Celebrating with the Aussies…sort of

Something that probably nobody over here knows (or really cares) about is the fact that last Saturday was Australia Day (and Republic Day in India). I did some searching for what a “traditional” Australia Day menu was, but all I could figure out was that it was just a day for a barbecue – just like July 4th is for us here.

However, I was curious, and posed the question to the folks at the Aussie Bloggers Forum – and I have to say that I did Sam Kekovich proud. While I didn’t make the lamb on the 26th, it was made in what he would term “Australia Week” – heck, they already had G’day USA going on, so why not? As I mentioned in the thread, I found a recipe that sounded perfect for what we had gotten – lamb shank – Garlic Lovers shank.

By the way, I didn’t buy Australian Lamb, but got locally-sourced product, as you can see on the packaging. ๐Ÿ™‚

Lamb in Packaging

The first step was to remove the fat – there was quite a bit of it – and then cut slits into the meat for garlic to be stuck literally into the meat. Then, you doused it in olive oil and put it under the broiler to brown. The next two shots are before and after – before with just the oil and garlic, and then after, seasoned with pepper, salt, oregano, mint and some red wine in the bottom of the dish for good measure (and to use it up; I opted for the Yellow Tail if you’re curious).

Lamb studded with garlic and olive oil

After being in the broiler, itโ€™s nice and brown

Then it was into the oven for a couple of hours (though I really should have done it for slightly less time since it was only one shank, it was slightly dry after cooking) wrapped under aluminium foil, during which time I prepared the side dish. It’s one that long-time readers might remember from my chicken adventures in May. Ironically, this Greek Salad is featured in an Australia Day menu, so all was somewhat right with the world again. ๐Ÿ˜‰

I did do it slightly different this time – taking out the seeds from the tomatoes, also slicing the onions smaller and adding in some green capsicums (peppers for my fellow Americans ๐Ÿ˜‰ ). However, I wasn’t impressed with the vinaigrette again – I think it’s just too bitter for my tastes; I did find out that Kraft Zesty Italian dressing works well with it the next day though.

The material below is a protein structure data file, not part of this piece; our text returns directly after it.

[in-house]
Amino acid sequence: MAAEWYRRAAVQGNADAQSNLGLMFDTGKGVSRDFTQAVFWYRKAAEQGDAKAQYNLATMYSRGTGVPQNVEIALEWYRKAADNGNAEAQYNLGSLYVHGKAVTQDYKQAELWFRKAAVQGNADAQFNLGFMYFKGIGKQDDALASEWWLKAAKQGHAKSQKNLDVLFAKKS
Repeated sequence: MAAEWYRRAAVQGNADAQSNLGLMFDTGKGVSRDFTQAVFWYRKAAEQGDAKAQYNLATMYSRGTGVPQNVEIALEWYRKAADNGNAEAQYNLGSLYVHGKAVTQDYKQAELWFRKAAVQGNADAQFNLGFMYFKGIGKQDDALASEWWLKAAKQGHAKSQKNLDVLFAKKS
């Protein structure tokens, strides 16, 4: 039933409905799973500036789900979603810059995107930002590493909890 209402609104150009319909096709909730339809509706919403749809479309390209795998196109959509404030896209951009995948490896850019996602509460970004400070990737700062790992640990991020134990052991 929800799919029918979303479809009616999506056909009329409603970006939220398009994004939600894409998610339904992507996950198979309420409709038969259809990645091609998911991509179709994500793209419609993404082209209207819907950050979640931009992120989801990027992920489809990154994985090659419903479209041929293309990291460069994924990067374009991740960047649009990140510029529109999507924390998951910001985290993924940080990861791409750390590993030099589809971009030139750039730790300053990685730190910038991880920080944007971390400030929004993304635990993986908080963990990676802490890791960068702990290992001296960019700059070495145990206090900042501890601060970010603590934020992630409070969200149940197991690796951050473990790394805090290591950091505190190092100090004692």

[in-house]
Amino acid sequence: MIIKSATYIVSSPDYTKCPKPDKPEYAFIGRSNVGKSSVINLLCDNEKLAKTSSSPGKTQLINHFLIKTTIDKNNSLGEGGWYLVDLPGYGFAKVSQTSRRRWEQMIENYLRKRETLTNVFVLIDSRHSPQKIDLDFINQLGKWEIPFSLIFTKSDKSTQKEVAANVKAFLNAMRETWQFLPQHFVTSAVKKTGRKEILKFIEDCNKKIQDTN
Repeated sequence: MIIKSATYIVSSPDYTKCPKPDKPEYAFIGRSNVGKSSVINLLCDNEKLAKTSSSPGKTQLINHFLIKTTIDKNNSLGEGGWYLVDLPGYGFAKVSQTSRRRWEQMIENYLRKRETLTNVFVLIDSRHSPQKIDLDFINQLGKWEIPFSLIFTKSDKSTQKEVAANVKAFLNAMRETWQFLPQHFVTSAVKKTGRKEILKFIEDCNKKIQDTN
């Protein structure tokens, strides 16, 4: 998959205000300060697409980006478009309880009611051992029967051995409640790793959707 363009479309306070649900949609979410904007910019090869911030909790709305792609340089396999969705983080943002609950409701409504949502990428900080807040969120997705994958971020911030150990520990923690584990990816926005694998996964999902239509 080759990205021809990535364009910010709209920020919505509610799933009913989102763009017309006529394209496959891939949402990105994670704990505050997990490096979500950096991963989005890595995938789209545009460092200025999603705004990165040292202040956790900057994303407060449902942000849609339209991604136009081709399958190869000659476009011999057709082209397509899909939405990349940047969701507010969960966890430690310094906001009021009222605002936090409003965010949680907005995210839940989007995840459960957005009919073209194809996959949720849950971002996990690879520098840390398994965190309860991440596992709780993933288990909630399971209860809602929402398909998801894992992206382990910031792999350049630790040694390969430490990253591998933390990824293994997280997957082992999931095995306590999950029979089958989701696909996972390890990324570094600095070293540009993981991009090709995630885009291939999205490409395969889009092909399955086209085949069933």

Insalata di cucumbers and other vegies

By the time I had the salad done, the meat was ready to come out of the oven and sit for a few minutes. Here are a couple of shots of how it looked right after coming out of the oven; one of which you may have seen already ๐Ÿ™‚

Lamb in vertical

Lamb in Horizontal

The last thing was to move it onto a platter, remove the meat from the bone and tuck in to my first lamb meal since 2004 when I visited an awesome restaurant called Fogo de Chรฃo – where they have Gauchos from Brazil go around with large sticks of meat and serve you just about anything you might want – chicken breast, sausages, pork roast, filet mignon (bacon wrapped), lamb shank. They have a salad bar as well, but I only grabbed a piece of smoked salmon and a couple of asparagus spears; didn’t want to fill up on the sides now, did I? ๐Ÿ˜‰

Here’s what it looked like on the platter; one shank comfortably served two.

Plated Lamb

It is definitely a meal that I’d like to try again, when shank is on sale. We got it for $3.98 per pound ($8.95/kg or so), so really it isn’t that expensive of a meat at all. Plus, I’m sure that Sam Kekovich would be quite proud. ๐Ÿ˜€

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